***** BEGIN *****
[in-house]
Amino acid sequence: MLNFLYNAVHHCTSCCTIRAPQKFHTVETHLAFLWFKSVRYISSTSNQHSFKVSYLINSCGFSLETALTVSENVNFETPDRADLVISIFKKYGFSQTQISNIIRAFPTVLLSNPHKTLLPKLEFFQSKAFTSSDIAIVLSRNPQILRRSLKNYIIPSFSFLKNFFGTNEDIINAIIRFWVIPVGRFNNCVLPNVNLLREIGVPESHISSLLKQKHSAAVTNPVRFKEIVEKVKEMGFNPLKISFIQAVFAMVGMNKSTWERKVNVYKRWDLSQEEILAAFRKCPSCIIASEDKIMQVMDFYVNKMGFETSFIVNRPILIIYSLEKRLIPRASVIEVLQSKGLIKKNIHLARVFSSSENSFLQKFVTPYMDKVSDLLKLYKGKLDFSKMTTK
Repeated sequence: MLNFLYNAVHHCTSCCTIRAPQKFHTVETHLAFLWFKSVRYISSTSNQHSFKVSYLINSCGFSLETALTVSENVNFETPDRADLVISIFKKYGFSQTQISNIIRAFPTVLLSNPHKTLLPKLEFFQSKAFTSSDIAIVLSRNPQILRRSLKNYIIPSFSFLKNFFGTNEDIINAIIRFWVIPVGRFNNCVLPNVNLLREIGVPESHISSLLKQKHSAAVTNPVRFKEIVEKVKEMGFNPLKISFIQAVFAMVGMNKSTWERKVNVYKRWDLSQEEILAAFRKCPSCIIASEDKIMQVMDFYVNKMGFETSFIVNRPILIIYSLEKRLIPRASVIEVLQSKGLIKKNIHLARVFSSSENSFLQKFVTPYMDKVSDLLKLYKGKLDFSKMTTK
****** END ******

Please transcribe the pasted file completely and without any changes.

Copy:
[in-house]
Amino acid sequence: MLNFLYNAVHHCTSCCTIRAPQKFHTVETHLAFLWFKSVRYISSTSNQHSFKVSYLINSCGFSLETALTVSENVNFETPDRADLVISIFKKYGFSQTQISNIIRAFPTVLLSNPHKTLLPKLEFFQSKAFTSSDIAIVLSRNPQILRRSLKNYIIPSFSFLKNFFGTNEDIINAIIRFWVIPVGRFNNCVLPNVNLLREIGVPESHISSLLKQKHSAAVTNPVRFKEIVEKVKEMGFNPLKISFIQAVFAMVGMNKSTWERKVNVYKRWDLSQEEILAAFRKCPSCIIASEDKIMQVMDFYVNKMGFETSFIVNRPILIIYSLEKRLIPRASVIEVLQSKGLIKKNIHLARVFSSSENSFLQKFVTPYMDKVSDLLKLYKGKLDFSKMTTK
Repeated sequence: MLNFLYNAVHHCTSCCTIRAPQKFHTVETHLAFLWFKSVRYISSTSNQHSFKVSYLINSCGFSLETALTVSENVNFETPDRADLVISIFKKYGFSQTQISNIIRAFPTVLLSNPHKTLLPKLEFFQSKAFTSSDIAIVLSRNPQILRRSLKNYIIPSFSFLKNFFGTNEDIINAIIRFWVIPVGRFNNCVLPNVNLLREIGVPESHISSLLKQKHSAAVTNPVRFKEIVEKVKEMGFNPLKISFIQAVFAMVGMNKSTWERKVNVYKRWDLSQEEILAAFRKCPSCIIASEDKIMQVMDFYVNKMGFETSFIVNRPILIIYSLEKRLIPRASVIEVLQSKGLIKKNIHLARVFSSSENSFLQKFVTPYMDKVSDLLKLYKGKLDFSKMTTK